After I read this blog post from a woman who regrets the $700 butt shots she received, I couldn’t help but think through my own journey to body acceptance. The blog post reminded me that in recent years, black folks have been our own worst enemy in perpetuating body image issues among black women and girls. In our efforts to defy white supremacy, we adopted an equally unattainable aesthetic ideal. Large breasts, tiny waists, and humongous behinds are the desired anatomy of a substantial segment of Black and brown people. Normal women with 9 to 5s aspire to the video girl dimensions we’ve deemed most attractive. Now those women are dying, and it’s time to rethink our preferences.
Many women of African descent are born with naturally round behinds and supple thighs; however, many are not. Placing this one type of body on a pedestal has cost us dearly. There’s a new generation of women caught between mainstream beauty standards and those of the culture they wish to be validated within. These women have nowhere to turn. They can’t be beautiful because they are not white, and they can’t be sexy because they are not thick.
“Thick” being the current body descriptor used to terrorize Black women. It singles us out and shames us. We all know shame is one of the most powerful forces in the universe. It drives even the most level-headed among us to pursue illogical courses of action. But some of us, by constitution or circumstance, are more vulnerable, and we succumb to the whims of an unforgiving culture.
In order to embody “thick” some Black women began injecting themselves with all manner of toxic sludge. They made themselves attractions. I see these women as attempting to reclaim control of their bodies and the way they will be viewed. Inverting the plight of the Hottentot Venus, they, themselves, put their outlandishly large body parts on display. Trading the white gaze for black leers, these women don’t realize that once you have been reduced to the sum of your body parts, you’ve lost your power.
I, too, lost ownership of my body for a time. I’m still trying to regain it. My lower body has attracted unwanted attention from both sexes and all races since I hit puberty. At around 9, I began to “fill out,” and the comments began. My adolescence is marked by the horrors of shopping for jeans. Each excursion ended in similar bouts of self-loathing. The well-meaning encouragement and compliments only deepen the despair.
Then, of course, there are the not-so-well meaning comments. While exiting a hot tub at 14 or 15 a white teenage boy caught a glimpse of my behind. He unashamedly asked me if all Black girls have “ghettos.” I assume he meant ghetto booties. I laughed nervously, but I wanted to cry. Those moments happened to me often in all-white spaces. The stares and jokes were particularly devastating as I was often the only black girl. They were constant reminders that my body was an oddity. I’d never be like “them.”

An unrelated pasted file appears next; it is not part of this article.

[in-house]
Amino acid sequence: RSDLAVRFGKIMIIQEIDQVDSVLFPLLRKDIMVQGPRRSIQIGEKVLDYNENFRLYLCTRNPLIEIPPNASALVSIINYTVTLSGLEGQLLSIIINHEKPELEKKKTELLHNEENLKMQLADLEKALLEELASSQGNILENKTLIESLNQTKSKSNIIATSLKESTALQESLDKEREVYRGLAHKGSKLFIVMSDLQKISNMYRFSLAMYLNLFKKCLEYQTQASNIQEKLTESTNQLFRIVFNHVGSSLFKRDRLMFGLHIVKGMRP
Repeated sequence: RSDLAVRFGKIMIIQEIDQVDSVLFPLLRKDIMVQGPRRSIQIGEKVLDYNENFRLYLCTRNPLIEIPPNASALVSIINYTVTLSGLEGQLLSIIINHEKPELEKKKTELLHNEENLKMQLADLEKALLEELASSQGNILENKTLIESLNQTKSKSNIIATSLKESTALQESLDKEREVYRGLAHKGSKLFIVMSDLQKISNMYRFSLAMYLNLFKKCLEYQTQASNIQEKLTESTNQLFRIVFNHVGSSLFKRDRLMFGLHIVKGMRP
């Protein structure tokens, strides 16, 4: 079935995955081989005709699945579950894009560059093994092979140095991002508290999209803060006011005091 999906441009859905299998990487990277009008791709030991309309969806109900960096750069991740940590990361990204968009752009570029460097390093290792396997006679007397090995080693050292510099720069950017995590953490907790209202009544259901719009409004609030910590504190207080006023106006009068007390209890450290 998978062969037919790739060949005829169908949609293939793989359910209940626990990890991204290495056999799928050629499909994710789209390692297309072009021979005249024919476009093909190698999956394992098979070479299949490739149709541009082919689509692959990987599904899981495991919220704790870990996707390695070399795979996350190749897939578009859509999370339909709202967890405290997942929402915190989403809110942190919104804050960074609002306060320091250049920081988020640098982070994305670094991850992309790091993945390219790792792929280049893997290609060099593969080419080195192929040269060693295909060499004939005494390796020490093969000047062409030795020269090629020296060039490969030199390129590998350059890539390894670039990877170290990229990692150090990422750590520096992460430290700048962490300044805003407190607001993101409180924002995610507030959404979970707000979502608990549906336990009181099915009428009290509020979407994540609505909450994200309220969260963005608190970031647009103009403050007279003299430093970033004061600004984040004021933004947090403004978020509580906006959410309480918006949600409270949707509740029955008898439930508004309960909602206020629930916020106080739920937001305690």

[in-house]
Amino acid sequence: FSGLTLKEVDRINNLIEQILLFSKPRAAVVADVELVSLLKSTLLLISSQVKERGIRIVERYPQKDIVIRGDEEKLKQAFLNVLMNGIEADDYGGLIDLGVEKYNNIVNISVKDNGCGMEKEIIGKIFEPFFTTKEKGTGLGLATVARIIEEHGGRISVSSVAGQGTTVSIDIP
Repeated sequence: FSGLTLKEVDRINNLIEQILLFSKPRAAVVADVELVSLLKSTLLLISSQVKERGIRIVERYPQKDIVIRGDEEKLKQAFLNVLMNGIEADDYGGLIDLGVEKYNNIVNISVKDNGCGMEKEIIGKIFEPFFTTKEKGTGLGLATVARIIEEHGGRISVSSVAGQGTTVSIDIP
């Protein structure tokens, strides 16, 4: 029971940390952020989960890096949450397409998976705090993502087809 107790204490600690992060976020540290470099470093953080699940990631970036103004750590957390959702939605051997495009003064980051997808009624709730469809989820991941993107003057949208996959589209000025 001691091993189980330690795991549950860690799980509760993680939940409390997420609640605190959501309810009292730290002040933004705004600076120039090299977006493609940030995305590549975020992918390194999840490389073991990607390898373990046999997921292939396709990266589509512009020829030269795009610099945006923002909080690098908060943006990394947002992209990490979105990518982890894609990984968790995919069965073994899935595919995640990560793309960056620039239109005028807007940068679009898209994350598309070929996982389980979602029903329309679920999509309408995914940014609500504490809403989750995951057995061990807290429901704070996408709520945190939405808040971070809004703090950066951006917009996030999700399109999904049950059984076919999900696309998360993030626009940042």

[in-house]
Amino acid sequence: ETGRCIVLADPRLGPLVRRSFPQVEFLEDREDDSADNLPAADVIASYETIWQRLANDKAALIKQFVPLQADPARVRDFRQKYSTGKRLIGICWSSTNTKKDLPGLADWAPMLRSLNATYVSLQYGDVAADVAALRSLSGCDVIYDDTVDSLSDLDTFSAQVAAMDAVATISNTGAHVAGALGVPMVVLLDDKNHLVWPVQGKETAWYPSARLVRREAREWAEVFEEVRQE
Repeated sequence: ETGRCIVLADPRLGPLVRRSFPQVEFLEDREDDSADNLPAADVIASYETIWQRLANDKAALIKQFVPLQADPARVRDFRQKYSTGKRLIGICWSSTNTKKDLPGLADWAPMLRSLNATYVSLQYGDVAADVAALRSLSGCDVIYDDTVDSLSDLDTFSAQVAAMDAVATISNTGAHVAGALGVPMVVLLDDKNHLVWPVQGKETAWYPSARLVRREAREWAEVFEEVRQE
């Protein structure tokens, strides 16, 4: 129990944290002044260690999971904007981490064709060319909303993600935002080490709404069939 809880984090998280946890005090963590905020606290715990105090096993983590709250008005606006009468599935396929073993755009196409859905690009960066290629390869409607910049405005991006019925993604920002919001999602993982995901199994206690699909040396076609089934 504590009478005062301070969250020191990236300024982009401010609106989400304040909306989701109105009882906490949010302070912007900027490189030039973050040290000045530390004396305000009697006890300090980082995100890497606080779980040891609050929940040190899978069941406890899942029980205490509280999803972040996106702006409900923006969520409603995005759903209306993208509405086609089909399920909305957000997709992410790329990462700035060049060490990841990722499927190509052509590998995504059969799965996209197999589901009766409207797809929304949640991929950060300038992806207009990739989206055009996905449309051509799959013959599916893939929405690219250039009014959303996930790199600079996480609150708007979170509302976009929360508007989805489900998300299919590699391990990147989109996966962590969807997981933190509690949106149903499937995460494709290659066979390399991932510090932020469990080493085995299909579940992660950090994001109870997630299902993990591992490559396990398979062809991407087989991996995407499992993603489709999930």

The rise booty magazines and butt shots brought a shift in the kind of attention my body attracted. I grew up as well. As I began to pursue adult romantic and sexual relationships, the thing that was once a liability became an asset. It drew men’s attention. I took pride in having fatty, a donk, a booty, an ass. They wanted it, and I wanted…affection. But it seems certain type of men can sense when a woman thinks all she’s worth is poking out of her skintight dress. Those of the type of men who don’t call you the next morning. They don’t take you out for your birthday. They don’t show up to family functions.
Disappointment is a great teacher. It taught me that I’d have to find a new way to cope with trauma of growing up with a tattered body image. Even as a feminist, well-educated woman I fall victim to the lures of male validation. Everyone wants to be wanted. Through personal growth, I understand that being fetishized, even for a personal attribute I used to hate, is not a compliment. But that took work, and it takes time. I can’t fault other women who haven’t started the journey.
Cracking jokes at the expense of women with slim bodies once felt like retribution for years of torment, but I can’t laugh anymore. All women are victims. Black women are losing. All of us. We can only hope to win by resisting boldly those who taught us to hate ourselves.
I took a long time to assemble my thoughts on Shawty Lo’s new show and the outrage it’s inspired primarily because I was deeply conflicted. Shawty Lo’s recklessness is indefensible. I have no desire to defend the show or its right to be on the air. I don’t believe that the arrangement the rapper has with his 10 children’s mothers and 11 children is a justifiable alternative family structure. The discussion around the show, however, has been largely unproductive and intellectually lazy. Too many men and women missed the greater, ongoing tragedies in black communities that this show represents.